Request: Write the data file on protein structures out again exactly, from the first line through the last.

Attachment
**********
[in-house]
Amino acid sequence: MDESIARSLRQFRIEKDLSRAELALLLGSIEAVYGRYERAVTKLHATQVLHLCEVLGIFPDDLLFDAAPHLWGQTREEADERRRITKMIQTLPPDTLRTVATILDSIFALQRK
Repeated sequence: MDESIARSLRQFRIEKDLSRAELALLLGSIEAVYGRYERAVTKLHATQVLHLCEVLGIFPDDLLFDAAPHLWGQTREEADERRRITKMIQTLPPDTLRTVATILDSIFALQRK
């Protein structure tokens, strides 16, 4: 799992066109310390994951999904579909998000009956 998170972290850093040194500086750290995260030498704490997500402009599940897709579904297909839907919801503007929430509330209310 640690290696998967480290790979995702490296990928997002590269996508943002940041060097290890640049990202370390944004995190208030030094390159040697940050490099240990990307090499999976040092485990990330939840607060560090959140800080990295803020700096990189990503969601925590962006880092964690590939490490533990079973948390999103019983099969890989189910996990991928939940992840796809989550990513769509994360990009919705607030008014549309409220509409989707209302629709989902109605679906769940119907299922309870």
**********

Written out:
[in-house]
Amino acid sequence: MDESIARSLRQFRIEKDLSRAELALLLGSIEAVYGRYERAVTKLHATQVLHLCEVLGIFPDDLLFDAAPHLWGQTREEADERRRITKMIQTLPPDTLRTVATILDSIFALQRK
Repeated sequence: MDESIARSLRQFRIEKDLSRAELALLLGSIEAVYGRYERAVTKLHATQVLHLCEVLGIFPDDLLFDAAPHLWGQTREEADERRRITKMIQTLPPDTLRTVATILDSIFALQRK
């Protein structure tokens, strides 16, 4: 799992066109310390994951999904579909998000009956 998170972290850093040194500086750290995260030498704490997500402009599940897709579904297909839907919801503007929430509330209310 640690290696998967480290790979995702490296990928997002590269996508943002940041060097290890640049990202370390944004995190208030030094390159040697940050490099240990990307090499999976040092485990990330939840607060560090959140800080990295803020700096990189990503969601925590962006880092964690590939490490533990079973948390999103019983099969890989189910996990991928939940992840796809989550990513769509994360990009919705607030008014549309409220509409989707209302629709989902109605679906769940119907299922309870």